People generally prefer a strong sense of community and belonging. This bonding should ultimately improve employee morale and lead to improved performance and productivity in an organization. One of the main applications of knowledge management is online communities of practice. A typical online community allows the sharing of ideas and provides a mechanism to reach out to others for advice. The World Bank, Best Buy, Hallmark, the Federal Aviation Administration, the Defense Acquisition University (Project Management online community), NASA, and other organizations are using online communities and gaining value-added benefits. A typical online community will have a threaded discussion section, an area to post documents and announcements, and an ability to poll community members. The welcome screen of the NASA Goddard Knowledge Management online community, via the Process-Based Mission Assurance Knowledge Management System and intranets.com online community software, is shown in Figure 6.3.
Figure 6.3: Welcome Page of an Online Community.
Organizations may want to use online communities in order to contribute towards being a high-performing organization. For an online community to be successful, a facilitator needs to play an active role in the online community for bringing in new content, stimulating discussions, and keeping the community active and alive! Some people, such as Richard McDermott, coauthor of the book Cultivating Communities of Practice, feel that communities of practice are likely to become as ordinary a part of organizations as teams (http://www.onlinecommunityreport.com/features/mcdermott).
Knowledge management also helps promote people-to-people connections. Through expertise locators that serve as yellow pages of expertise in an organization, individuals can locate appropriate project team members with a complementary set of skills, find individuals in the organization with common interests, and search for individuals with certain skills needed (such as being fluent in Russian). Many companies actively use these expertise locator systems in their firms, and government agencies are trying to use them as well. However, unlike private industry, the population of these expertise locator systems in the public sector is "voluntary" due to privacy laws. NASA is trying to establish an agencywide expertise locator system through the work of the NASA Knowledge Management Team. NASA Goddard Space Flight Center has been developing their myExperts directory, as shown in Figure 6.4.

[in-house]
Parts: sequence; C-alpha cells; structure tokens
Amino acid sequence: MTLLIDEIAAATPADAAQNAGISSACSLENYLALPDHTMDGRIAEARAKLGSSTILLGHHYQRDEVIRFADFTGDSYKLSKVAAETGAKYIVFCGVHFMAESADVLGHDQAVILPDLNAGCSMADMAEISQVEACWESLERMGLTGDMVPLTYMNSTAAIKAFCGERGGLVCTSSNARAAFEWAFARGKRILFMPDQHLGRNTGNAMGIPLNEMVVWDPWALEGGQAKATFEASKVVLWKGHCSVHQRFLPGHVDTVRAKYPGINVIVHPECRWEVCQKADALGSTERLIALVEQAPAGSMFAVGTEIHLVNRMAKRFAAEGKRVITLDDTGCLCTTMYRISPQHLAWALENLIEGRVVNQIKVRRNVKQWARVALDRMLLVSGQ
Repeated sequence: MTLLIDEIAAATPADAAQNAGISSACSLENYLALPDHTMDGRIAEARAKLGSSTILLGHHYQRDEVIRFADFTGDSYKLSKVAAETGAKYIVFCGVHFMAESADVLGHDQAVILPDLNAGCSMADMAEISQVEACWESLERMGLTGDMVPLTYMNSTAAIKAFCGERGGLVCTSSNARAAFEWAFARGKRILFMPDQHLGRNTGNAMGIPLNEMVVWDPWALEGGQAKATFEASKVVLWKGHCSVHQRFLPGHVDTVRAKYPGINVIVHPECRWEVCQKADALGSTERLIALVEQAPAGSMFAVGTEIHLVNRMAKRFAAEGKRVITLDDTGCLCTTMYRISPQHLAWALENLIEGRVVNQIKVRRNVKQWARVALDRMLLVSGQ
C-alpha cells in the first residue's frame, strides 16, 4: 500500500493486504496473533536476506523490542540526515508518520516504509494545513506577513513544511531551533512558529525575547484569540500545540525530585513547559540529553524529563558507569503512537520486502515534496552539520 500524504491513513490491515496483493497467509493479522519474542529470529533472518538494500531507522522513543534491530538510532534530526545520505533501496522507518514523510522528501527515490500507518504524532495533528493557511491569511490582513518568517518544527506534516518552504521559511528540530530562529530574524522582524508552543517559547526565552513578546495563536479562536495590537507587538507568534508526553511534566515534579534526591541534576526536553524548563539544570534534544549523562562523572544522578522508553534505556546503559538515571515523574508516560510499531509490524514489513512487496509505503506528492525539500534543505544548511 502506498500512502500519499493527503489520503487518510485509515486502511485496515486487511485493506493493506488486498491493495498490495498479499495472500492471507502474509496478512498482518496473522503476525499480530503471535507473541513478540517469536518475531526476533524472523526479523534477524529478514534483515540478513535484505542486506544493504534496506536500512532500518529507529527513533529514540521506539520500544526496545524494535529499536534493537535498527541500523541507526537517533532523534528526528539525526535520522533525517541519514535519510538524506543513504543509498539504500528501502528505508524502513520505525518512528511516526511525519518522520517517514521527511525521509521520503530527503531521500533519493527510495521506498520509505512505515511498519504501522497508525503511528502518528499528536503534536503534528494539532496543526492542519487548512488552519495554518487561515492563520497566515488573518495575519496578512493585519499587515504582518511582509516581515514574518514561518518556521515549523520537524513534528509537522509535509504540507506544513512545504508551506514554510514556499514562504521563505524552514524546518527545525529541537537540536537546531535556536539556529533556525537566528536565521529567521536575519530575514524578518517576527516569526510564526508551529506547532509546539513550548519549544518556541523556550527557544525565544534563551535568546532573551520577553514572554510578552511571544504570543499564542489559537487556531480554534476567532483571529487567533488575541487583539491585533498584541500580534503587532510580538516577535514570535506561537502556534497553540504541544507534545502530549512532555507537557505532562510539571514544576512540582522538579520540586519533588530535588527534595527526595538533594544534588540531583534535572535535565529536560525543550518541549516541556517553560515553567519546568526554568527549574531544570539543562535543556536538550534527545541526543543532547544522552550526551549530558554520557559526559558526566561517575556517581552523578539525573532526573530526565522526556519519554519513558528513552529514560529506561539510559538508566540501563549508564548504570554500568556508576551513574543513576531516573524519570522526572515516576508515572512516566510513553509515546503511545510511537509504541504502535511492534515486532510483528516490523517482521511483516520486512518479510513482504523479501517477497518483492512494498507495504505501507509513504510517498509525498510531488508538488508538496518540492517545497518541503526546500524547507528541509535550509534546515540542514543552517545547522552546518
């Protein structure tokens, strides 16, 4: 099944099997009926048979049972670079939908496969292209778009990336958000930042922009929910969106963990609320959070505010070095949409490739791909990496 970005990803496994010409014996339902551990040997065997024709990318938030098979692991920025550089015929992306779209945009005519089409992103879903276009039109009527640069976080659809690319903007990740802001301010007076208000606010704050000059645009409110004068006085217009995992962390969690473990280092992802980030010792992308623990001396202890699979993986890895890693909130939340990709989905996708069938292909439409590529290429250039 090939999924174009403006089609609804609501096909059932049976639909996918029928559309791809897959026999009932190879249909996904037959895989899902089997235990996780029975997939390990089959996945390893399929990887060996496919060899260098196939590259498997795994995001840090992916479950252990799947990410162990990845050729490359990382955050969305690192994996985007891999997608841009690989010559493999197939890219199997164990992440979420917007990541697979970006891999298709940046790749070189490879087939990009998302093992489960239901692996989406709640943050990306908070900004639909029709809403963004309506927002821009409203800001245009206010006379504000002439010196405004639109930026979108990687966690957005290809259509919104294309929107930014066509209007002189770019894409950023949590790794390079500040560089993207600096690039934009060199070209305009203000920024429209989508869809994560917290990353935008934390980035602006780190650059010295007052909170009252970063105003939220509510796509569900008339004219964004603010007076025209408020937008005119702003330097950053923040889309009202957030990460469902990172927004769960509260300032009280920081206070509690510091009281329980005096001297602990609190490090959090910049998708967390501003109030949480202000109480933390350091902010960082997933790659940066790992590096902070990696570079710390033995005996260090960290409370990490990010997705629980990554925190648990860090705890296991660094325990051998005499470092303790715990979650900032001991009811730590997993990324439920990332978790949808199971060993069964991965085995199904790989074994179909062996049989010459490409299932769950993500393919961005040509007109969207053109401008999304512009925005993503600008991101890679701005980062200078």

Figure 6.4: MyExperts Expertise Locator.
The hope is that by increasing people connections and the ability to go quickly to someone who may have the necessary knowledge that you need to answer your questions, then employee productivity and performance should also be enhanced. Again, the synergies between knowledge management and performance management are very apparent.
Under the "developing" stage of performance management, OPM's Handbook for Measuring Employee Performance indicates that providing employees with training and developmental opportunities encourages good performance, strengthens job-related skills and competencies, and helps employees keep up with changes in the workplace. Knowledge management, through the use of knowledge sharing forums and creative learning groups, allows for the personalization and transfer of knowledge to take place. Creative learning groups are being used at NASA Goddard Space Flight Center and the U.S. Environmental Protection Agency (the EPA groups are called "creative leadership groups") as a holistic approach to developing the individual, which will then help to transform the organization. Ultimately, these techniques should help in encouraging good performance.
Knowledge management also plays a role in competency and change management, the other two pillars of a human capital strategy. These areas will be discussed in the next two chapters.